until the wilderness should become as Eden, and the desert as the garden of the Lord. The skeptical world may laugh outright at such a prediction, as they mocked Jesus when he hung on that cross which is yet to draw all men unto him ; and perhaps some doubting Christians may demand preparatory reformations, as if John the Baptist had not finished his work before Jesus entered upon his. I have no argument outside of the Bible against such objections; but tell me, ye who read the word daily, if every page of the blessed New
Testament does not warrant the hope; and tell me, again, if there be any where within these same leaves any other ground of Christian expectation ! Christ must reign, let the world or doubting Christians do as they will, until he hath put all his enemies under his feet; but we are his servants, and his kingdom is not of this world. God will make the wrath of man to praise him, by the selfdestructive operation of conflicting vices; but the wrath of God belongs to his vengeance, with which we have nothing to do. Our rule is, that “the fruit of righteousness is sown in peace of them that make peace;” and there is no peace in any human heart, there can be none on earth, until it receives the peace of God through our Lord Jesus Christ. So Paul thought.
Secondly—Paul's CONFESSION :
“Sinners, of whom I am chief.” The verse following shows that one of the ideas he meant to convey by this clause is, the willingness of Christ to save sinners as declared by the fact of so great a sinner as himself having been called to hope in God. The Apostle knew his own heart as he could not know the hearts of other men, and therefore, though he knew all to be sinners, his charitable judgment of them, and his consciousness of his own guilt, made him put himself lower than all others in sin; while his grateful desire for the glory of the Savior, who had raised him from such extreme depths, made him eager to proclaim to the whole world the sufficiency and readiness of Christ Jesus to save sinners.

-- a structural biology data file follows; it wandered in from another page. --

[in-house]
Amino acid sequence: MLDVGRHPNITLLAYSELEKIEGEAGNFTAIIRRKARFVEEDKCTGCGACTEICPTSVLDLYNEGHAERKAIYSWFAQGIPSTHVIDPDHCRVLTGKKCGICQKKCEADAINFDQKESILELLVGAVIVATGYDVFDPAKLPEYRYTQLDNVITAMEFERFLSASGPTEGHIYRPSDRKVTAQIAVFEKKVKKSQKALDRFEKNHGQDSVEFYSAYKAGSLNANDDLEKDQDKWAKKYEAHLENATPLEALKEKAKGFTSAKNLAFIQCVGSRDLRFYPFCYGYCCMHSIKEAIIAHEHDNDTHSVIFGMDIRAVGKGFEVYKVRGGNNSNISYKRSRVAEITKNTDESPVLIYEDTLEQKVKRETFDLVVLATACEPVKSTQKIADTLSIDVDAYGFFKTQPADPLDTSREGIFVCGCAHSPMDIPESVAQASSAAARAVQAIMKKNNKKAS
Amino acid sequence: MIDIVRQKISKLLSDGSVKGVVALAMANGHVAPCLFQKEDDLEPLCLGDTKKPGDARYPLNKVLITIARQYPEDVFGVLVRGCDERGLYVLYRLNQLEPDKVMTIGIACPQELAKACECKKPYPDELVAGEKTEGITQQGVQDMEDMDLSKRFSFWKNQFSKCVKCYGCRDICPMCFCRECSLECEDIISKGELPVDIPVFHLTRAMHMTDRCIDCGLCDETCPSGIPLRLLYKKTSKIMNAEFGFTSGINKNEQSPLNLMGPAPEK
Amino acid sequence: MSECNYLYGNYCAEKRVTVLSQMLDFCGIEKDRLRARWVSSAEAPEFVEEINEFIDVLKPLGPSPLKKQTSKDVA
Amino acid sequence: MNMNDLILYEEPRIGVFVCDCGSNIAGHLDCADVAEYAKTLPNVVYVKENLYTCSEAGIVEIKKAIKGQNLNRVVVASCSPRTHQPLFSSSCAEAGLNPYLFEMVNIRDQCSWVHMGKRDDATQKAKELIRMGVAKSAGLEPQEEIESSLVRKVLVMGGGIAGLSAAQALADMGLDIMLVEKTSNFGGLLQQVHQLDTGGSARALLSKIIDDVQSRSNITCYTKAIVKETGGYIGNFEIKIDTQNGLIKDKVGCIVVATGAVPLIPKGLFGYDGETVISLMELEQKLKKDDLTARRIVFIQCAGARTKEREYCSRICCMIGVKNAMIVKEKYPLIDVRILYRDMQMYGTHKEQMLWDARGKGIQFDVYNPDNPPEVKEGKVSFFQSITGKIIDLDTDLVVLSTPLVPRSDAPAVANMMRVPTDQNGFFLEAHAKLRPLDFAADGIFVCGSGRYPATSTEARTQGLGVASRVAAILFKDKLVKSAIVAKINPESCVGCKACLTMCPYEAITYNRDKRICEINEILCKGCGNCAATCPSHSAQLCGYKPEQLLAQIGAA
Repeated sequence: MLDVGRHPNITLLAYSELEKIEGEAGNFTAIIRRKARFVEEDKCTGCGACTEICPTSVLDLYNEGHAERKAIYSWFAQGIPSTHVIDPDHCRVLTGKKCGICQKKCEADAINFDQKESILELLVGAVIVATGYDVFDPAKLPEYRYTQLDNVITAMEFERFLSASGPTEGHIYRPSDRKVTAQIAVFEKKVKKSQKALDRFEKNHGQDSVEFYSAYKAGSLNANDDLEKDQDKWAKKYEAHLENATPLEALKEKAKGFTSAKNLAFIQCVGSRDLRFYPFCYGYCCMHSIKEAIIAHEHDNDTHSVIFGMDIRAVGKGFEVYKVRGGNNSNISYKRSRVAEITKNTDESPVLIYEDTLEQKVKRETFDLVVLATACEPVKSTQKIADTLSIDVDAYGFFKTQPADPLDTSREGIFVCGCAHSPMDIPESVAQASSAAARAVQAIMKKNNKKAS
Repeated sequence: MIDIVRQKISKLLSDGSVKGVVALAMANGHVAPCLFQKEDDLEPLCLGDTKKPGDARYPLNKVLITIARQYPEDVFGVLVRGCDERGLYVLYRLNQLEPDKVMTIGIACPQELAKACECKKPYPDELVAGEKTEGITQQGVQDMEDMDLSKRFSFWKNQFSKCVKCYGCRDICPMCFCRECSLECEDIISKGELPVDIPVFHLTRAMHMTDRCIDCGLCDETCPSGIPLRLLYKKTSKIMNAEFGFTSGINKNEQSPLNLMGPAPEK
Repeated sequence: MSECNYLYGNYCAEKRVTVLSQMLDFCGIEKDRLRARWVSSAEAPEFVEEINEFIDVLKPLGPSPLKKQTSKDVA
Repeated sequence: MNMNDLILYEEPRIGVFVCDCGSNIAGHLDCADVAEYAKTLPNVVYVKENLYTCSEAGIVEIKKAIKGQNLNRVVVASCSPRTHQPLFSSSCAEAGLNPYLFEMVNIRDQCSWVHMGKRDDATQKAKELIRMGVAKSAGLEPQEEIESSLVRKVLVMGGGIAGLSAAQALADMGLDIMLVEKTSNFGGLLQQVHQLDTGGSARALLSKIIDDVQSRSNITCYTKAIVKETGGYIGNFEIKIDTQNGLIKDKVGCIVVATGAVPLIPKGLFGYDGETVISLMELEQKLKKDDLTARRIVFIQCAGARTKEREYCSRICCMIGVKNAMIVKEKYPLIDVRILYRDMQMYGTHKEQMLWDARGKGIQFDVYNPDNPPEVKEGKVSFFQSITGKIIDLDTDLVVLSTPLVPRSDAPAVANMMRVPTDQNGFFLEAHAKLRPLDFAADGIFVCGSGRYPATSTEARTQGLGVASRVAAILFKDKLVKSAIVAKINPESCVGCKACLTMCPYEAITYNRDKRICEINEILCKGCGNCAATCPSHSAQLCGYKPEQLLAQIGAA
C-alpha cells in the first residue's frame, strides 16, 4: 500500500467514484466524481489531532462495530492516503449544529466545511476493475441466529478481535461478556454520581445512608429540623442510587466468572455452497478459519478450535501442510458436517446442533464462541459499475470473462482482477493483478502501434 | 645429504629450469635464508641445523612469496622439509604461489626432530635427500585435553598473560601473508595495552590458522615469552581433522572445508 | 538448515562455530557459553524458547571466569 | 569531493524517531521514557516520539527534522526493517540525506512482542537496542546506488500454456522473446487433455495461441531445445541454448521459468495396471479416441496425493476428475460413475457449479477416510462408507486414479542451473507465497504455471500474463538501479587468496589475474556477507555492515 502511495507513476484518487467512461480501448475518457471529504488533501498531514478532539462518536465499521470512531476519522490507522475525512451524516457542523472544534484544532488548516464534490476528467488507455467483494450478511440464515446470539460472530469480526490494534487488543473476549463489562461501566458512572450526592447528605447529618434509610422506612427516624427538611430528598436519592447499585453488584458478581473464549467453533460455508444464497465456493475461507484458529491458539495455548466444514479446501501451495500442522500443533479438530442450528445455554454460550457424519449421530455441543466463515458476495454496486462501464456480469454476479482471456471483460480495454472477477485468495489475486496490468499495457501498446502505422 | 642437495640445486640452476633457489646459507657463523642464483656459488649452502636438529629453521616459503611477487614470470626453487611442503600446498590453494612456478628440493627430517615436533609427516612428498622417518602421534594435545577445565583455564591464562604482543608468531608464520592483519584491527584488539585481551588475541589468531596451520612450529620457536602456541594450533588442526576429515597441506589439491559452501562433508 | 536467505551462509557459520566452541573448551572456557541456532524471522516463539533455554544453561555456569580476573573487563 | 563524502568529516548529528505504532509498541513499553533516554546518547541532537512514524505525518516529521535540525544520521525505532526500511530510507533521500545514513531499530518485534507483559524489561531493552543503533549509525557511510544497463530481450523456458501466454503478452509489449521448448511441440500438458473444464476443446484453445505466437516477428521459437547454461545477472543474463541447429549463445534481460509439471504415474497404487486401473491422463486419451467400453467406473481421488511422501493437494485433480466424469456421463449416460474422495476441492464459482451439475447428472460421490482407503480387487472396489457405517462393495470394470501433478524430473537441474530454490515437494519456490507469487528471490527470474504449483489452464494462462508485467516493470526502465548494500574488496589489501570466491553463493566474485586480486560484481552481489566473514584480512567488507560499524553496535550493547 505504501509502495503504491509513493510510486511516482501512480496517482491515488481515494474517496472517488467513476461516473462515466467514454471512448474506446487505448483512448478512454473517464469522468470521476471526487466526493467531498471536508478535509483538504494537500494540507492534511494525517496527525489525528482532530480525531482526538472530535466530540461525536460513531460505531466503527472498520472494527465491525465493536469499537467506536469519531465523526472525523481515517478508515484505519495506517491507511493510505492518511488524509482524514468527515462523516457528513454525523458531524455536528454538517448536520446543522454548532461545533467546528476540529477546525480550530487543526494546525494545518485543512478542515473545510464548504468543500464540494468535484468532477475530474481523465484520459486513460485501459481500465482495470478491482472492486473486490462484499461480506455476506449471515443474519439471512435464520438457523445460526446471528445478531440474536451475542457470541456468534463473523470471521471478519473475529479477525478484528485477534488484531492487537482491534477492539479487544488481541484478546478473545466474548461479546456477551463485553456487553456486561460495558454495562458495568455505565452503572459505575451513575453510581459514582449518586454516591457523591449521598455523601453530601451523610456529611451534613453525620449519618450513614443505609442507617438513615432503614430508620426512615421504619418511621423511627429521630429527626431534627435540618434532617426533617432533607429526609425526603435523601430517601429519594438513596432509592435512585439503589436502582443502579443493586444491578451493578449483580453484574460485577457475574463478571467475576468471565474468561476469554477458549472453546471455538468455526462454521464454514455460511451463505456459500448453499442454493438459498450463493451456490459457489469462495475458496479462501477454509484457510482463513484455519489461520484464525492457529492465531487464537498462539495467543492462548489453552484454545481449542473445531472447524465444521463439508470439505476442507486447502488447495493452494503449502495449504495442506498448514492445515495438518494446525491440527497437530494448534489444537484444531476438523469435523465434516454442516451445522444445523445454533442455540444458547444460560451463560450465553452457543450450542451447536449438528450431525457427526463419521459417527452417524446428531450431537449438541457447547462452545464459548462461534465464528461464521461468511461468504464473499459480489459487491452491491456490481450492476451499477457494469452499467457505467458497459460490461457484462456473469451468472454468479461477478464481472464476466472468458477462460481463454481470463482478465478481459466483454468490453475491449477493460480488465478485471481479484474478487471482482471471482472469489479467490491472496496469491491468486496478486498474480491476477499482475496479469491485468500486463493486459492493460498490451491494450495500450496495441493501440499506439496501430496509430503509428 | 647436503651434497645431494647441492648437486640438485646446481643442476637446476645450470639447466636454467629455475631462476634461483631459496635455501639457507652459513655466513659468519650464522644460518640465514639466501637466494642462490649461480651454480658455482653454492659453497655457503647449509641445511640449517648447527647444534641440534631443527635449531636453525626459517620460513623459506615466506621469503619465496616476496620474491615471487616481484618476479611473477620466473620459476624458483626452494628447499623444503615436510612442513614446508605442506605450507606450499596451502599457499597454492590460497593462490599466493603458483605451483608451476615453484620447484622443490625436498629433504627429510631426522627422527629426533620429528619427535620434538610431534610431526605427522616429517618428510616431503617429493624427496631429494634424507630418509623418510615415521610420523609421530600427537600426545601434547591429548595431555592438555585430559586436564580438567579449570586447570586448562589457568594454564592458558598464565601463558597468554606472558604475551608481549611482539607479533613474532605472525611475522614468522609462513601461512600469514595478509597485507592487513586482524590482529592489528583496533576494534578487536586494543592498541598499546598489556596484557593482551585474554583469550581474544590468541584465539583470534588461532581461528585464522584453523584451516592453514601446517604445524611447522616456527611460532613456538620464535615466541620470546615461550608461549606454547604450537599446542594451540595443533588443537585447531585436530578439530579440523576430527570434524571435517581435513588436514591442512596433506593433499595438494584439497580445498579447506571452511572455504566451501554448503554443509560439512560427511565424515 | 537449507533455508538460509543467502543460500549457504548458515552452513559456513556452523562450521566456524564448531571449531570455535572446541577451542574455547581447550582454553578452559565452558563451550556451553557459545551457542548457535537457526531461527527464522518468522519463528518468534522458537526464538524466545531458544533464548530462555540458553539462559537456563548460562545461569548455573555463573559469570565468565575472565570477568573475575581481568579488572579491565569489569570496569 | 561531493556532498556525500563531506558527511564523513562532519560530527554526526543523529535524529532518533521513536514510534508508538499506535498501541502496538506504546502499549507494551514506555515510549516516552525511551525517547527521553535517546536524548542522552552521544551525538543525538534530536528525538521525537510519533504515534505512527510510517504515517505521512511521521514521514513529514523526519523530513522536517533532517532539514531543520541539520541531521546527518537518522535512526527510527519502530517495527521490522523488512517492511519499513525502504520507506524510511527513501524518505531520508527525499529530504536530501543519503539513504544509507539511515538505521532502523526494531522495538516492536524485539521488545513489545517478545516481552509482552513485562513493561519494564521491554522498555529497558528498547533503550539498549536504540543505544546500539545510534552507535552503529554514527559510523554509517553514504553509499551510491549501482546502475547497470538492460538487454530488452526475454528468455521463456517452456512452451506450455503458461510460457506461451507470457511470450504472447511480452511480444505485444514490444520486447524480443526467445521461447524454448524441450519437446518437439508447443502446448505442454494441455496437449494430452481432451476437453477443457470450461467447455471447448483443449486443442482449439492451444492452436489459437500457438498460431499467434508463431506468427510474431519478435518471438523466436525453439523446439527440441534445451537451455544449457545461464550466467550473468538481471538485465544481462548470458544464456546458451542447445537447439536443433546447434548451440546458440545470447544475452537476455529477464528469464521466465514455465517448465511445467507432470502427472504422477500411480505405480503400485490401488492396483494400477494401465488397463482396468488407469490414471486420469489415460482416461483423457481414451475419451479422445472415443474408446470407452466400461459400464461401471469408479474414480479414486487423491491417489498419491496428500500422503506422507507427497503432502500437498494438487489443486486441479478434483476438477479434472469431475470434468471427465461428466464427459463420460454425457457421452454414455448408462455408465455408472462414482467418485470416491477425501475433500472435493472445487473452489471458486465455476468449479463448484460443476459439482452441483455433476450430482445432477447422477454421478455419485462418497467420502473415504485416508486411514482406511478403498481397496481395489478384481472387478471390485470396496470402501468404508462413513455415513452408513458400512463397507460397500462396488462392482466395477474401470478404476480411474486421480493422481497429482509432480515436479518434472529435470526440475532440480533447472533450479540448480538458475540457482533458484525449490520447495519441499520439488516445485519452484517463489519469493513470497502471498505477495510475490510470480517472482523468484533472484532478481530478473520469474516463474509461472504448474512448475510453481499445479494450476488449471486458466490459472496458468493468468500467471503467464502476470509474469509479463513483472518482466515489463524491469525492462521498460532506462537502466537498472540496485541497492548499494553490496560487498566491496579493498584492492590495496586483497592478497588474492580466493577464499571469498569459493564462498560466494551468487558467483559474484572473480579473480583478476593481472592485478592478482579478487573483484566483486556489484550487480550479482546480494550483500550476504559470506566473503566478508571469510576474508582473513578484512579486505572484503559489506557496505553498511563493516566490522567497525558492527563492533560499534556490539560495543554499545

But there is here another thought very instructive and apposite to our purpose. The necessary operation in his heart of that grace which brought him, through Christ, to son-ship with God, completely stripped him of that self-righteousness which, in the days of his Pharisaism, had led him to look down on his fellow-sinners, and even to persecute with rancor all who did not believe and act after hiş fashion. His spirit was emptied of pride in his own judgment and virtue before he could rely on his Savior's righteousness.
A sinner, worse, as he thought, than all others, he had no right to condemn and denounce and hate any sinner; a Christian, sent by the gentle Jesus with messages of mercy, he could not attack them with harshness and rigor. He who, when on earth, never spake a severe word except against such as “ trusted in themselves that they were righteous and despised others, and the temper of whose ministry was meekness and lowliness of heart; would never have tolerated an opposite spirit in a sinner, saved by grace, sent to tell other sinners of salvation by grace; nor could Paul, after his experience and inspiration, have been guilty of such a self-contradiction. Whatever fault the 'enemies of truth might have charged upon him, they could not accuse him of pragmaticalness or pretension. Kind to the lowliest, deferential to rank, compassionate to the sorrowful, and courteous to all, he gave place to every one; and even when, as an Apostle, it became his office to rebuke sin and threaten the terrors of the Lord against willful sinners, he trembles as he utters the awful words,